Mussolini, Romano 1927-2006 (Guilio Romano Mussolini)

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Mussolini, Romano 1927-2006 (Guilio Romano Mussolini)


Born Guilio Romano Mussolini, September 26, 1927, in Carpena, Italy; died of complications following heart surgery, February 3, 2006, in Rome, Italy; son of Benito (a politician), and Rachele Mussolini; married first wife, Anna Maria Scicolone (divorced); married second wife, Carla Puccini; children: (first marriage) Alessandra, Elisabetta; (second marriage) Rachele. Hobbies and other interests: Painting.


Jazz pianist and band leader.


Critics' award (Italy; with band Romano Mussolini All Stars), 1963, for album Jazz allo Studio 7.


Benito Mussolini, A Cura di Rivista Romana (Rome, Italy), 1969.

Il Duce, Mio Padre, Bur (Milan, Italy), 2006, translated as My Father, Il Duce: A Memoir by Mussolini's Son, translated by Ana Stojanovic, introduction by Alexander Stille, Kales Press (San Diego, CA), 2006.


Romano Mussolini was one of five children of the former Italian dictator, Benito Mussolini, the fascist ally of Germany's Adolf Hitler who was commonly known as "Il Duce," or "the leader." Romano, however, learned the price of his father's political stance early; he was only eighteen when his father was assassinated. The younger Mussolini fell in love with music as a child, and that passion became his driving force as an adult. An adept musician, he had a particular love for jazz, a form that was frowned upon by the fascist regime. Nevertheless, he trained himself and eventually went to work as a jazz pianist. He frequently played under an assumed name in the early days of his career to escape the stigma of his ties to his father. Eventually, he worked as a band leader and played with such noted jazz musicians as Dizzie Gillespie, Duke Ellington, and Chet Baker. Despite the necessities of his career, Romano never let go of his more idealized vision of his father, and he shares his private memories of the man in his books, including My Father, Il Duce: A Memoir by Mussolini's Son. His writings give readers an inside look at the softer side of the dictator through his family interactions. California Literary Review critic Peter Bridges found the book to be "a small but interesting addition to the many accounts of Italy's years under fascism," adding that the introductory essay by Alexander Stille helps provide balance to the more biased portions of the book.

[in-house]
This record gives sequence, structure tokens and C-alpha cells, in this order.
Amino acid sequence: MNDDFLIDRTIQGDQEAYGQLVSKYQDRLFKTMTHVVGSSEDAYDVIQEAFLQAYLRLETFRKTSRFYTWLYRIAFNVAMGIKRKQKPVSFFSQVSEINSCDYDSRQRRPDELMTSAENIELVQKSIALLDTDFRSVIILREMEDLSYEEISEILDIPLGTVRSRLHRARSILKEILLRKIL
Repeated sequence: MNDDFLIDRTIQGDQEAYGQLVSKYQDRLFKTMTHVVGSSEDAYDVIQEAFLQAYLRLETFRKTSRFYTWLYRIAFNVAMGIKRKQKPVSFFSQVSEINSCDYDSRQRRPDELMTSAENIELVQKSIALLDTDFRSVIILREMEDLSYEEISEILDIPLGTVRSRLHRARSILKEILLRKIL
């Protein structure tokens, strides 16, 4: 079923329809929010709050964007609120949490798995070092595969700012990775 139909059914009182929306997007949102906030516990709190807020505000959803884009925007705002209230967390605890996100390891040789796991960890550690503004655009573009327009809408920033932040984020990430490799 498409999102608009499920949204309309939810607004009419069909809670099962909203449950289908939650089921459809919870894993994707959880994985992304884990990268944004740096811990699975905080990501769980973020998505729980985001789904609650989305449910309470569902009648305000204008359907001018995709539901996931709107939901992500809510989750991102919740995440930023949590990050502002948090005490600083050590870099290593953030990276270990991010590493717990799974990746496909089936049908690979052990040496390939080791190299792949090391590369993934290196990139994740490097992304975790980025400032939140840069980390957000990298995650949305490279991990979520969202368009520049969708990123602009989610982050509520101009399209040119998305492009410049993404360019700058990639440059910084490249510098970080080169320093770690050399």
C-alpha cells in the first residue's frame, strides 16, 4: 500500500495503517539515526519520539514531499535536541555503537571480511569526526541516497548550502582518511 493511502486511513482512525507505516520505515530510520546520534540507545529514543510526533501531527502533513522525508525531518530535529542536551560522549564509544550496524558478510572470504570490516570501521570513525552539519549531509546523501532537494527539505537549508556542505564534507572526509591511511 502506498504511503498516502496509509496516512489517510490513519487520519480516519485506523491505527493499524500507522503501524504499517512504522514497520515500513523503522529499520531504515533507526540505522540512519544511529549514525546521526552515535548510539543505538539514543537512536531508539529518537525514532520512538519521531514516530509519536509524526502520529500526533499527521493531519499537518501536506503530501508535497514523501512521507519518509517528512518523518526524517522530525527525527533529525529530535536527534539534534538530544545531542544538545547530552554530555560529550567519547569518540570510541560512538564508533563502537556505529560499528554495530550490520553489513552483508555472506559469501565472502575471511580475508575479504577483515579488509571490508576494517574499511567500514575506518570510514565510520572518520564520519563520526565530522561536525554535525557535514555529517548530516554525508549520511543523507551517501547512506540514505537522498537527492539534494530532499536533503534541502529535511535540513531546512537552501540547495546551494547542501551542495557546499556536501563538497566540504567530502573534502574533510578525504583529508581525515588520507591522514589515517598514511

Mussolini, Romano, My Father, Il Duce: A Memoir by Mussolini's Son, Kales Press (San Diego, CA), 2006.


Booklist, November 15, 2006, Jay Freeman, review of My Father, Il Duce, p. 21.

Library Journal, November 15, 2006, Jim Doyle, review of My Father, Il Duce, p. 77.

Small Press Bookwatch, December 1, 2006, review of My Father, Il Duce.

UPI NewsTrack, November 19, 2004, "Mussolini Bio Sparks Debate."


American, (August 29, 2007), Kristine Crane, "Profiles: Romano Mussolini."

California Literary Review Web site, (April 22, 2007), Peter Bridges, review of My Father, Il Duce.

Lady DaVinci, (November 10, 2006), Gina Stepp, review of My Father, Il Duce.

Scotsman Online (Edinburgh, Scotland), (November 20, 2004), Alessandra Rizzo, "Mussolini Was a Caring Father, Says Son."



New York Times, February 4, 2006, "Romano Mussolini, 79, a Son of the Dictator, and a Musician."

UPI NewsTrack, February 3, 2006, "Pianist Romano Mussolini Dead at 78."

World Entertainment News Network, February 3, 2006, "Mussolini's Jazz Pianist Son Dies."


BBC Web site, (February 3, 2006), "Mussolini's Jazz Pianist Son Dies."

eJazz News Web site, (August 29, 2007).

Guardian Online (London, England), (February 8, 2006), John Hooper, "Romano Mussolini: Fascist Leader's Son Who Marched to a Jazz Musician's Tune."

Independent Online (London, England), (February 4, 2006), John Phillips, "Romano Mussolini: Jazz-Musician Son of ‘Il Duce.’"

Jazz House, (August 29, 2007), Todd S. Jenkins, "Romano Mussolini: Italian Pianist and Bandleader."

Telegraph Online (London, England), (February 2, 2006), "Romano Mussolini."